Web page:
What About Those Getters and Setters?

There is a faction within the DDD family that is at war with getters and setters in Domain Model classes. I think they make important points. I also think they over-state the benefits and understate the challenges of doing without getters and setters. Challenges begin in earnest when you have to present domain objects in the UI. If we are to move state between a domain object and widgets on the screens, with today's client technologies one is driven to writing intermediaries (e.g., DTOs) that actually do have properties . For a glimpse of the tedious care and feeding such intermediaries require, see Mats Helander's article in Jimmy's book [p.431]

Aside: this has nothing to do with separated presentation per se. If domain model objects are property-less, the "Model" -  in MVC or MVP or embedded in a Presentation Model - can not consist of domain model objects; there must be intermediaries. Perhaps this is a virtue but it is won at hard cost.

If you believe getters and setters are bad, you will really hate the "data-first" ORM approach which emits properties in great abundance. Property generation is the strength of the "data-first" style. It is its strength ... and its weakness.

Before I pursue that thought, I must observe that the "no properties" faction appears to be a minority within DDD. Maybe Jimmy's example application is "old-school" DDD - it's so "2006" - but his domain model classes have plenty of properties and his associates, who build the UI on his domain models, are not shy about working directly with those domain objects and their properties. So I don't think DDD'ers are united in hating properties.

But the property resisters have a great point. DDD stresses the importance of designing and implementing in the language - the ubiquitous language (UL) - of the business domain. If "Get LastName" and "Change LastName" are sensible operations in the UL, the properties belong. But if "ShoeSize" is not a meaningful fact about a person in the UL, we should not have a ShoeSize property.

Data-firsters have the bad habit of acting as if every column in every table is directly expressible in the UL as a "get" and "set" operation. In other words, we have a tendency to expose every column as a property. It's just so easy to do.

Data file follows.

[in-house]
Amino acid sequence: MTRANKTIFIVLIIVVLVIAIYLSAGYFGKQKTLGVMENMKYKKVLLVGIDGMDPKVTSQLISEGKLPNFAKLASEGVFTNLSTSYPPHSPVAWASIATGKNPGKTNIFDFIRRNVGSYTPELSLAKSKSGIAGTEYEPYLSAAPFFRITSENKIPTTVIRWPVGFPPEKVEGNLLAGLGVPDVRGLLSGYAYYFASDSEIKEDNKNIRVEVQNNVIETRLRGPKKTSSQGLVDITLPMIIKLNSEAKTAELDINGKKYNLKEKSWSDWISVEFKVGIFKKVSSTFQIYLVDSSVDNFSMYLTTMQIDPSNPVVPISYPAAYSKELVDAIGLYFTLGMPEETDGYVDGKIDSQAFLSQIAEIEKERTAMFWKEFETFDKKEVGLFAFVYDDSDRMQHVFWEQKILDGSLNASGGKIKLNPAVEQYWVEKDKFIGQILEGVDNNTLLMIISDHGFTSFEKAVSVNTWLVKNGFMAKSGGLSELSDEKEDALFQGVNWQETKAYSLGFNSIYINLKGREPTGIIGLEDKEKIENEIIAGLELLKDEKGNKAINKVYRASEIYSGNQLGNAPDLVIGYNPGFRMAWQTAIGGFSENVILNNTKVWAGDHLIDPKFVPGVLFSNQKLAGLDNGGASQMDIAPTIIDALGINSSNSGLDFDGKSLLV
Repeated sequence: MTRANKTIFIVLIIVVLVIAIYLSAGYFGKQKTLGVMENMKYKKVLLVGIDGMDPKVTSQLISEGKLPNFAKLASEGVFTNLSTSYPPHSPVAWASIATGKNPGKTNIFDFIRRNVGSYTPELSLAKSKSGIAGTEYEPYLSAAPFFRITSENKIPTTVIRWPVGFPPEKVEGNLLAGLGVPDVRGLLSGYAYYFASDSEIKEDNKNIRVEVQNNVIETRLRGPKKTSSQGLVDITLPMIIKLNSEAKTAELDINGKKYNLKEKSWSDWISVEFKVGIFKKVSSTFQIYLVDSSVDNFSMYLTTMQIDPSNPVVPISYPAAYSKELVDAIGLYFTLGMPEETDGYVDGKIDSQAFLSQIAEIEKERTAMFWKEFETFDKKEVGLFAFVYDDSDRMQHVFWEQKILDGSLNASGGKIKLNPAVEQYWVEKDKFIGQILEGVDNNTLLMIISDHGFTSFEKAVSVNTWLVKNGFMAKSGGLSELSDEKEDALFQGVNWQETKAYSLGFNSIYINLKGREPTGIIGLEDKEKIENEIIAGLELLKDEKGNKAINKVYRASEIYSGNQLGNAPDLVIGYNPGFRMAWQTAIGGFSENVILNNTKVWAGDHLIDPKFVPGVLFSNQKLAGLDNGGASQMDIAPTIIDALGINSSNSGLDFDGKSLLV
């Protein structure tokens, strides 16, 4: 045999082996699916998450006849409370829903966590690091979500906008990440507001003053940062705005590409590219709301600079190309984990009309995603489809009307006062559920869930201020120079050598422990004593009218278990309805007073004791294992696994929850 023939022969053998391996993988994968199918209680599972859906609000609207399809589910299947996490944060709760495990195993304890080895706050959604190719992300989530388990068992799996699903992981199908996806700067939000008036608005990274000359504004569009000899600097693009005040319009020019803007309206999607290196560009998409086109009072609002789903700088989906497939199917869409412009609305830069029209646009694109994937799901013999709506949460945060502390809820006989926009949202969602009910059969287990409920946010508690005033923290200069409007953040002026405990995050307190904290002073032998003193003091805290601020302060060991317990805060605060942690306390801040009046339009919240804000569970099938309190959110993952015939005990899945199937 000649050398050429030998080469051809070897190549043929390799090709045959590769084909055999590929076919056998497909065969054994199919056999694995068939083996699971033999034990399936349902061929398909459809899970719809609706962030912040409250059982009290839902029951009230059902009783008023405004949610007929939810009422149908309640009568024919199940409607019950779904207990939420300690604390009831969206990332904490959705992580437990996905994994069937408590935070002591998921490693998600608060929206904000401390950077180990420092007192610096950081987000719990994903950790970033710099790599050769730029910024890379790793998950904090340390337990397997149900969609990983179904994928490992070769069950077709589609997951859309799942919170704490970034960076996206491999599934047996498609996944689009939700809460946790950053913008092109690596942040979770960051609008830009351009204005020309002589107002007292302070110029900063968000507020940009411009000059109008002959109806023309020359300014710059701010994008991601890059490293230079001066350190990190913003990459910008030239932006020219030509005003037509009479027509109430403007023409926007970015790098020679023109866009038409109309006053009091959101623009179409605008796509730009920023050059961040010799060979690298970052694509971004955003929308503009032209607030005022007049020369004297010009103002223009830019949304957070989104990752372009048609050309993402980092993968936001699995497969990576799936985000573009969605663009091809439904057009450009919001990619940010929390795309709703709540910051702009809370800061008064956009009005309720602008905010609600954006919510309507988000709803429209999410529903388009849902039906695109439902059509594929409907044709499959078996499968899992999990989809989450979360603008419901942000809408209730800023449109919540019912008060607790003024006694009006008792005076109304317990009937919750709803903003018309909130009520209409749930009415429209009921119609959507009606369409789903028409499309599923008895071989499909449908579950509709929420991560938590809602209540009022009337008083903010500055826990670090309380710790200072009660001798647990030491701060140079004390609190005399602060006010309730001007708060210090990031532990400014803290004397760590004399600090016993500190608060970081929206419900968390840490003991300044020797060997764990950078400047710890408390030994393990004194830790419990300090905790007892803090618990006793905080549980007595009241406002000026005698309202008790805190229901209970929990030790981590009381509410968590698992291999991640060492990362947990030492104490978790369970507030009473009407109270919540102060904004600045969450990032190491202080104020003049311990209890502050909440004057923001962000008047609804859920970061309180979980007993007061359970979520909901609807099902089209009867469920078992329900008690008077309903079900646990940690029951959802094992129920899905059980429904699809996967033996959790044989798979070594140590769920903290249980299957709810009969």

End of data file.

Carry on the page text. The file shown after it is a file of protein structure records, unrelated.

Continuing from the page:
The same is true for bi-directional relationships. Order.Customer? Customer.Orders? The ORM can generate them both; let 'er rip.

Again, it's so easy ... that we let the ORM generate these properties ... and now our domain model has unwanted behavior that clouds our vision, adds a point of failure, and consumes testing resources.

There is something insidious in this too. Our ubiquitous language may support setting the Last Name. But not necessarily at will. Not necessarily in isolation from other domain model state or rules. By blithely spitting out a LastName property, we gloss over the careful analysis that should have gone into the decision to expose a mutator of this value.

Do You Design Or Not

Let me stipulate: blind "data-first" thinking combined with rapid code generation is a formula for poor design.

I know the perverse delight in spewing a "model" of 100 table-backed-classes in fifteen minutes. I suppose this is like firing off a few thousand rounds from an assault rifle. Kind of cool on the range; not very cool if I do the same thing at ... I don't know, let's pick on the poor post office again.

Is it the tool's fault? Or is it my fault?

If I use the ORM this way, shame on me. I didn't have to.

I may have to cope with the fact that the legacy ShoeSize column is in my Person table ... and I am not allowed to get rid of it. But I don't have to expose ShoeSize publicly as a property. I don't have to expose both sides of a relation. And, if there is special business logic governing how to change LastName, I can bury the property and write a "message" method to mutate it properly.

In short, if I just fire up the ORM and pull the trigger, does my tool make me an idiot? Or am I an idiot to begin with.

When Data-First Improves Design

A significant portion of Evans seminal DDD book concerns how you determine what the domain model should be; how you align it with the business. The message, repeated in many forms, is "this is very hard."

If you've been a consultant, you know that learning your customer's requirements is wickedly difficult both because she isn't sure what she wants and because you don't understand her business well enough to understand her even if she explained it well.

You have to play anthropologist. An apologist listens to stories, yes, but he also looks at actual behavior and, in particular, the artifacts of the culture he studies.

I suggest that an existing database is one of your most important sources of insight into the culture. That database didn't happen by accident. ShoeSize is in there because someone went to the trouble of putting it there. Just because your client didn't mention ShoeSize once during your interviews doesn't mean you can ignore it. Even if she says "we never use that", the experienced consultant retains the nagging suspicion that something important is missing ... and won't rest until the mystery of ShoeSize is resolved.